Florida Bars Permitted to Reopen at Limited Capacity on Monday

Joseph and Julia Salvaggio, vacationing from Long Island, N.Y., enjoy a glass of wine at t
AP Photo/Lynne Sladky

Florida officials are allowing bars to open their doors for onsite service, Halsey Beshears, Florida’s Department of Business and Professional Regulation secretary, announced Thursday.

“In meetings with hundreds of owners of bars and breweries across the state, I’ve heard their stories of struggle, and I’ve observed their serious commitment to making health and safety a continuing priority in their businesses,” Beshears said in a statement.

“It’s time that we take this step, and it’s vital that we start moving forward with this sector of our hospitality industry who have endured one of the toughest paths for sustaining a business during this pandemic,” he added, announcing that bars will be permitted to reopen and operate at 50 percent capacity beginning Monday, September 14:

Florida ordered the closure of bars — establishments that garnered “50 percent of their gross revenue from the sale of alcoholic beverages” — again in late June after the introduction of the state’s Phase 2 reopening process. That same month, cases of the coronavirus began to skyrocket across the state, particularly in Miami-Dade, Palm Beach, and Broward counties.

“Based on recent increases in COVID-19 cases and non-compliance with previous orders, DBPR has taken action to suspend on-premises alcohol sales at bars,” Beshears said at the time, describing the action as a “necessary step to take to protect public health.”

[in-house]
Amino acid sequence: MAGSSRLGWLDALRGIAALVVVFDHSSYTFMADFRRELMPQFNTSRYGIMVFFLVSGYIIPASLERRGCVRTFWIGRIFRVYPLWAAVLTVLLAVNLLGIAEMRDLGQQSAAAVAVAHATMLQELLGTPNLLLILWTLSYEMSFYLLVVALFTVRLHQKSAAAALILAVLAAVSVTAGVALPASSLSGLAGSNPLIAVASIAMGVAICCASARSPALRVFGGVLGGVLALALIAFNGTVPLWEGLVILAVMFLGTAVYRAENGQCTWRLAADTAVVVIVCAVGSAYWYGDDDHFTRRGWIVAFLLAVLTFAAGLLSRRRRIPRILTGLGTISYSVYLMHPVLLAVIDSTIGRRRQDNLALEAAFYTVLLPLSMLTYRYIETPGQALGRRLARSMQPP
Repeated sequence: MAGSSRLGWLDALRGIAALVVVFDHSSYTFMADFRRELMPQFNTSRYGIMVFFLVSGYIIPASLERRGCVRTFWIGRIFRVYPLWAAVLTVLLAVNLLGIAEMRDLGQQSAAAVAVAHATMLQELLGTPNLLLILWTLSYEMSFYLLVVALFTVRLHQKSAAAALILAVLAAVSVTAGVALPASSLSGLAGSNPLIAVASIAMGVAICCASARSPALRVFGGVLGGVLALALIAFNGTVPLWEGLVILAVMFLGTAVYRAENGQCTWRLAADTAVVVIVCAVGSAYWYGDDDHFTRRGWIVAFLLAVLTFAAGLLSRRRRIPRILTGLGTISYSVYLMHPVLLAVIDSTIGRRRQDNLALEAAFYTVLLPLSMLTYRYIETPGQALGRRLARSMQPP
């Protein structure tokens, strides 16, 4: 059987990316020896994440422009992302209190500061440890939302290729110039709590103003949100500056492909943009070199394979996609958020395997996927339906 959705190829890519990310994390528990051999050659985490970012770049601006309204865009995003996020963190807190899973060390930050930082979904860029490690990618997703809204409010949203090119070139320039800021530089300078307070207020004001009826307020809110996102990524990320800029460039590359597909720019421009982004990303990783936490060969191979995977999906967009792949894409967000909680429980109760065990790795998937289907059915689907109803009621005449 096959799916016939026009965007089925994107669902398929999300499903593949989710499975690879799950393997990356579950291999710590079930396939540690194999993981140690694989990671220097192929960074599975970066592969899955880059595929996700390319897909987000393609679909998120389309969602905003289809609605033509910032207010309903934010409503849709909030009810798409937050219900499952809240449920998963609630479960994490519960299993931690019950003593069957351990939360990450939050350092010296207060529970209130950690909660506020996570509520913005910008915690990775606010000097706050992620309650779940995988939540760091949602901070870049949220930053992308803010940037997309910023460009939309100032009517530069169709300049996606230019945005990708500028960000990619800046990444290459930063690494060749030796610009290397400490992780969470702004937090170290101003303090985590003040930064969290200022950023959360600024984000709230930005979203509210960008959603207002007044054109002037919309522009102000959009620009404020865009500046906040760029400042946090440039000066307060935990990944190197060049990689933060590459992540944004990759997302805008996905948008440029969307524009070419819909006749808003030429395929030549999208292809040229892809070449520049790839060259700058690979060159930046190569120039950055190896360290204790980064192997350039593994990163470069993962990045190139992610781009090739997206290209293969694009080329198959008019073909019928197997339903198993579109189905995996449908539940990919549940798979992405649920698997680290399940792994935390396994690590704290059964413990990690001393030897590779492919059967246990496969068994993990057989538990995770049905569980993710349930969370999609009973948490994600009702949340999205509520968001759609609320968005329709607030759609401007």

“Effective immediately, the Department of Business and Professional Regulation is suspending on premises consumption of alcohol at bars statewide,” the department announced on June 26:

On Thursday, Gov. Ron DeSantis (R) hinted that restrictions on restaurants could also be lifted in the coming days. They are currently confined to 50 percent capacity.

“We’re not where we want to be with the restaurants; we want to continue to make progress,” DeSantis said. “My goal is that every Floridian should be able to go to work; every business should be able to operate.”

“The places that closed restaurants versus didn’t, there was no difference. You know, obviously, you can get infected in a restaurant just like you can get infected if you’re around anywhere,” he added.

Beshears, who also participated in Thursday’s roundtable discussion in Fort Myers, said they are going to “look at the bad actors, that’s it, so not everyone gets punished” as they move forward in the reopening process.

Florida reported 647,318 resident cases of the virus and 12,326 related deaths as of Thursday afternoon:


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